Louise Lecavalier has always been an extreme performer. Dancing with Édouard Lock’s La La La Human Steps in the 1980s and 90s, collaborating with Frank Zappa or David Bowie, she would hurl herself through gravity-defying moves with blonde dreadlocks flying.
In So Blue, the first work the Canadian Lecavalier has choreographed for herself, she’s still pushing herself. The dreadlocks have gone – in fact, she looks a little like Bowie on stage, with sharp cheekbones and androgynous asymmetric fringe. She’s a restless, tireless figure, loping through speedy steps.
In this hour-long work, even the pauses are tough. Lecavalier flips into a headstand to catch her breath, staying coolly upside down until she’s ready to set off again. When she leans into some robotic moves, there’s a sense of power seething behind each small tilt and angle.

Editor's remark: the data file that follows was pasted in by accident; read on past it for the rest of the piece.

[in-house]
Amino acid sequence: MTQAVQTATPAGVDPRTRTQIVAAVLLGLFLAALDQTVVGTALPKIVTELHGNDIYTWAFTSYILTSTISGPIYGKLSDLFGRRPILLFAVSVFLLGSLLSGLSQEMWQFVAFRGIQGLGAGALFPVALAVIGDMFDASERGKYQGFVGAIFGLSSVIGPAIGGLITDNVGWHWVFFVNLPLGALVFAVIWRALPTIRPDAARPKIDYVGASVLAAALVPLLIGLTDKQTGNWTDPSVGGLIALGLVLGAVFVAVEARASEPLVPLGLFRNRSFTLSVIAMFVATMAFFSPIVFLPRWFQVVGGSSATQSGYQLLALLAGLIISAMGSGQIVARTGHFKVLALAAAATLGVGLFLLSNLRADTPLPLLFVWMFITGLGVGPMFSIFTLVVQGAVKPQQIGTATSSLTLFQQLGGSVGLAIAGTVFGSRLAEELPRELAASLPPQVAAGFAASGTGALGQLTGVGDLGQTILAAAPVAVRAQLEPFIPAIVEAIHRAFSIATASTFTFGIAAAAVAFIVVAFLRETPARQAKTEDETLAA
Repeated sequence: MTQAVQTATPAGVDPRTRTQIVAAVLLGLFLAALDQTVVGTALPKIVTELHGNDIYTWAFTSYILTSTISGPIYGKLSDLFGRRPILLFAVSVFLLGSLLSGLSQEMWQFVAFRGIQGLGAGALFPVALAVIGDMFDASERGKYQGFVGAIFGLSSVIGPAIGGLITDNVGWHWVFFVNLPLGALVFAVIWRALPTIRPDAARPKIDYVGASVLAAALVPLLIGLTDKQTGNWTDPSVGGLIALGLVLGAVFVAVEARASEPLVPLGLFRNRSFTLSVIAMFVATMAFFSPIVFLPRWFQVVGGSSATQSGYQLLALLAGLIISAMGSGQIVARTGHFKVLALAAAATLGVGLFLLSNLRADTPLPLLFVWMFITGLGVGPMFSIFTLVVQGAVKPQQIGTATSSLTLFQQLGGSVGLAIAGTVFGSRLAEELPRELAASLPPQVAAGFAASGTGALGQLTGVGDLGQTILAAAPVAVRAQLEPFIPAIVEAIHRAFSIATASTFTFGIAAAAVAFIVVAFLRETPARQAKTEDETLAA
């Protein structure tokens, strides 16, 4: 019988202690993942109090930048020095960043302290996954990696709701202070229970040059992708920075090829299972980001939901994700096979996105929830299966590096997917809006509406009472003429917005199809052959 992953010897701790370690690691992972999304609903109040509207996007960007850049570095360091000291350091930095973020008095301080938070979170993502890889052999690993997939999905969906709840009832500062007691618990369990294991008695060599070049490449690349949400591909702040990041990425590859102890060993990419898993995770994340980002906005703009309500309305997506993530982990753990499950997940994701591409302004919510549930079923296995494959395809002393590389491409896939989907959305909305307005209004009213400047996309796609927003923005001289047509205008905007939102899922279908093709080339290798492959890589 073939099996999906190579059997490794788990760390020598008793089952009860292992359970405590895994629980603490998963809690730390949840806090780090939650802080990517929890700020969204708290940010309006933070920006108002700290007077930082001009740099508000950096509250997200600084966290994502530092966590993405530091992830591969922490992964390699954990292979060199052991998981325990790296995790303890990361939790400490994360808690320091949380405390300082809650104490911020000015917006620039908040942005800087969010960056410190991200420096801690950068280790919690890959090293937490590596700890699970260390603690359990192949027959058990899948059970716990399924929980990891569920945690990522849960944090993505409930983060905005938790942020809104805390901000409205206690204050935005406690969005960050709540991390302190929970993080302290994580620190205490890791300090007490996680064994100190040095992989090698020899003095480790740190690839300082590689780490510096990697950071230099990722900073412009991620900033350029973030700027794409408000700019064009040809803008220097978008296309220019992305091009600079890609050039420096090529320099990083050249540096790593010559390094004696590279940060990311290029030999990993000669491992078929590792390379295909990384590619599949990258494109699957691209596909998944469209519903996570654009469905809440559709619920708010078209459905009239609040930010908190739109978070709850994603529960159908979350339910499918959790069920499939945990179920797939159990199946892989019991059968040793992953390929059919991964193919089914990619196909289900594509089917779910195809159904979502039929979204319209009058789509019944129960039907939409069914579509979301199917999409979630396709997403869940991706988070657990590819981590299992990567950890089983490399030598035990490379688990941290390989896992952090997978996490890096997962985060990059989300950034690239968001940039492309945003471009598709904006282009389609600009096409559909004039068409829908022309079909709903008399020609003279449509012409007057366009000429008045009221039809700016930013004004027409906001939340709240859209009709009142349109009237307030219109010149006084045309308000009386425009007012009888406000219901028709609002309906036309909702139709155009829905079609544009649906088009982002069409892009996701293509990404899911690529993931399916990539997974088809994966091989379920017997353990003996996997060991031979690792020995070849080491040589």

A driven performer, Lecavalier is an undisciplined choreographer. Mercan Dede’s electronic soundtrack doesn’t provide much shape, and the pacing sags. When Lecavalier is joined by the tall, biblically bearded Frédéric Tavernini, his solo material is unfocused. Their partnered sequences are stronger: Lecavalier dangles from his shoulders or perches on his back, like a bird at the very tip of a branch.